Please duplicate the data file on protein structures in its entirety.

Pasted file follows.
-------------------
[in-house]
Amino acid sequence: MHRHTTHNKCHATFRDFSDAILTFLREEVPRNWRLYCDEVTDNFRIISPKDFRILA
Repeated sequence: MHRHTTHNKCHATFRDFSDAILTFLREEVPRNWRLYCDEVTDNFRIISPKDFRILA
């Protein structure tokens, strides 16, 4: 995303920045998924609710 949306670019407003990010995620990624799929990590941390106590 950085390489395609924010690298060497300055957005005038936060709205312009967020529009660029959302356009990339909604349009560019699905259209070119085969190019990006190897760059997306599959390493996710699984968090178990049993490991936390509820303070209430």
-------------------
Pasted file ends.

[in-house]
Amino acid sequence: MHRHTTHNKCHATFRDFSDAILTFLREEVPRNWRLYCDEVTDNFRIISPKDFRILA
Repeated sequence: MHRHTTHNKCHATFRDFSDAILTFLREEVPRNWRLYCDEVTDNFRIISPKDFRILA
């Protein structure tokens, strides 16, 4: 995303920045998924609710 949306670019407003990010995620990624799929990590941390106590 950085390489395609924010690298060497300055957005005038936060709205312009967020529009660029959302356009990339909604349009560019699905259209070119085969190019990006190897760059997306599959390493996710699984968090178990049993490991936390509820303070209430």